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About illness, Feminism, Mental health

I’m not your “problem”

Time To Change is a UK organisation operating under the tagline “Let’s end mental health discrimination.”

Ok, cool. No issues with that. On February 6, they’re running an awareness-raising campaign called #TimeToTalk. Their angle is: the more we talk about it, the better.

Yes, I agree. But it’s not just the talking that matters. It’s how we talk about it.

Here’s the Time To Change website.


Here’s their Twitter:


And here’s the tweet that first got my attention:


NO. No, no, no, no, no, NO.

1. In every single piece of their media – website, print, social media – this organisation refer to mental health as a “problem.” They say they’re here to battle stigma. Well, perhaps they could start by not suggesting that people with mental health that differs from what is considered the norm have a “problem.”

2. Please do not thank Metro Mag (which is an absolutely revolting publication – have a look at their Life&Style section online if you dare) for printing a paid promotion that actually contributes to stigma. This is an advertisement, not a supporting article.

3. I also love the addendum at the bottom – “Turn the page for your regular life&style section.” In other words: Don’t worry! This is an advertisement, not part of your regular programming! You can get away from it, quick!

I’m really, really sick of mental health awareness-raising campaigns that reinforce the stigma they claim to fight. I see the same thing happening in New Zealand with those TV advertisements about how people “stuck with their friends through mental illness” – like they deserve a medal for doing this. If nothing else, they’re awkward and weird and make those of us who live with mental illness feel like burdens on our friends.

You want to actually help? Several of my friends have got together to run Round The Bays in Wellington (they are far braver than I), and are raising money for Casper, a suicide prevention and education organisation.

You can donate to The Wounded Gazelles and Casper via Givealittle. Please contribute if you can. I’ve talked about suicide in New Zealand before. Last year there was over 500 preventable deaths. This will make a difference. Donate now.


Rant over.


About writehandedgirl

Sarah is a writer who is passionate about social justice, feminism, politics, and cats. She is a columnist and poet and currently lives in Nelson. You can follow Sarah on Twitter (@_writehanded_) or read more of her writing at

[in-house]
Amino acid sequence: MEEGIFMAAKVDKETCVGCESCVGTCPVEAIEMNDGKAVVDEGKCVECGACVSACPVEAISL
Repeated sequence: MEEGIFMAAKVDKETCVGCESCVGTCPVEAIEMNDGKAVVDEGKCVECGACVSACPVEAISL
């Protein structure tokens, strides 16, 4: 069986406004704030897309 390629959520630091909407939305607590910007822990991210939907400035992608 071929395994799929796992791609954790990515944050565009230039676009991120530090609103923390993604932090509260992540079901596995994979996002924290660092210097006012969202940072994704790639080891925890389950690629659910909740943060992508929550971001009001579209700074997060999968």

8 thoughts on “I’m not your “problem”

  1. I have mental health problems and they really are problems for me. Big problems.

    I don’t have any issues with a publication using the word “problem” to describe mental illness, like how they might use “health problem” to describe a physical affliction.

    Being hypersensitive about how the media labels something is a recipe for being disappointed. Shrug and move on.

    Posted by Gorf | February 3, 2014, 11:53 pm
  2. Yeah maybe don’t tell me what I can and can’t be upset about. I get that everyone has a different experience, but yours isn’t mine and vice versa. If everyone “shrugs and moves on,” nothing would ever change.

    Posted by writehandedgirl | February 4, 2014, 12:10 am
  3. Just thinking about the difference here. Is it maybe that we see a lot of other diseases that are lumped together regularly aren’t as often reffered to as “problem”? Heart Diseaeses, Weight Disorders, and so on. Terminology that infers it can be cured, rather than terminology that infers a puzzle maybe?

    Just trying to see both sides here, they both have relevance.

    Personally, I don’t see my disease as much of a problem. I accept it as much I accept that I have asthma, allergies and high blood pressure. Like Sarah says, it’s different for all of us.

    Posted by Jeremy Riley (@jeremygroverboy) | February 4, 2014, 12:22 am
  4. Yep, whiny blog posts and Twitter campaigns aren’t going to change the world either.
    Speaking as someone has had Schizophrenia and Bipolar disorder for 25 years and spent a lot of time on psych wards I’ve found the best way not to be defined by my illness is to not let it define me, it’s part of who I am but only one part.

    Posted by Gorf | February 4, 2014, 2:27 am
  5. I don’t think I’m whining, but thanks for your opinion.

    I’m not telling you how to feel about your illness. That’s up to you. I’m disagreeing with the language in some of the wider discourse.

    Blog posts and twitter campaigns might not change the world but neither does silence.

    Posted by writehandedgirl | February 4, 2014, 2:41 am
  6. Firstly, mental illness and variants are not treated the same as physical conditions. That’s kind of the point of the campaign… that there’s a stigma that needs to be addressed. Purely in terms of achieving their stated purpose, ‘problem’ is a bit of a daft choice of words.
    Secondly, publications *don’t* use “health problem” to describe physical conditions. They use less connotation-laden language… like, well, “condition”.
    Mostly, however, I’d say to you: being hypersensitive about how someone on the internet blogs their own opinions is a recipe for being disappointed. Shrug and move on.

    Posted by V (verbscape) | February 4, 2014, 7:08 am
  7. I know how you feel, there’s some really shitty mental health “help” campaigns out there that stink of self gratification. It makes me so mad to see people gaining money and attention off the back of a bullshit “I’m doing it for the poor mentally ill people” premise – it really makes me feel like nothing but a _thing_ for other people to use for their gain, regardless of the very human person they’re disregarding.

    Posted by Kye | March 13, 2014, 11:28 am


  1. Pingback: Reaching out – and reaching in « The Daily Blog - March 16, 2014

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